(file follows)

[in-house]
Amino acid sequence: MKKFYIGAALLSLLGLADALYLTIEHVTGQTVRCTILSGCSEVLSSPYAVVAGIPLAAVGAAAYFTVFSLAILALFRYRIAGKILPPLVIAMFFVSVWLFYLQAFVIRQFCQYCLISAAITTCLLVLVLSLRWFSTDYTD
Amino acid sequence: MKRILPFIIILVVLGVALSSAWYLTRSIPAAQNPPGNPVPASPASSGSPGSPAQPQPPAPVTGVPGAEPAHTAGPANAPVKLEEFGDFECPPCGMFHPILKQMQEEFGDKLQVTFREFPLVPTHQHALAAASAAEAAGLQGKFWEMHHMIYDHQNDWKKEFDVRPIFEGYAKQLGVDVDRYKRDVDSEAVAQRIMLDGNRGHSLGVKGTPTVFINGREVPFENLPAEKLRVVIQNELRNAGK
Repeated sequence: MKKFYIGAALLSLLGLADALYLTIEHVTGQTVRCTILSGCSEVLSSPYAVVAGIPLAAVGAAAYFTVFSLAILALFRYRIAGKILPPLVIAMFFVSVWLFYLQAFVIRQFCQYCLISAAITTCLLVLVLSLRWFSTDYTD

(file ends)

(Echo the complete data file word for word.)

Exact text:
[in-house]
Amino acid sequence: MKKFYIGAALLSLLGLADALYLTIEHVTGQTVRCTILSGCSEVLSSPYAVVAGIPLAAVGAAAYFTVFSLAILALFRYRIAGKILPPLVIAMFFVSVWLFYLQAFVIRQFCQYCLISAAITTCLLVLVLSLRWFSTDYTD
Amino acid sequence: MKRILPFIIILVVLGVALSSAWYLTRSIPAAQNPPGNPVPASPASSGSPGSPAQPQPPAPVTGVPGAEPAHTAGPANAPVKLEEFGDFECPPCGMFHPILKQMQEEFGDKLQVTFREFPLVPTHQHALAAASAAEAAGLQGKFWEMHHMIYDHQNDWKKEFDVRPIFEGYAKQLGVDVDRYKRDVDSEAVAQRIMLDGNRGHSLGVKGTPTVFINGREVPFENLPAEKLRVVIQNELRNAGK
Repeated sequence: MKKFYIGAALLSLLGLADALYLTIEHVTGQTVRCTILSGCSEVLSSPYAVVAGIPLAAVGAAAYFTVFSLAILALFRYRIAGKILPPLVIAMFFVSVWLFYLQAFVIRQFCQYCLISAAITTCLLVLVLSLRWFSTDYTD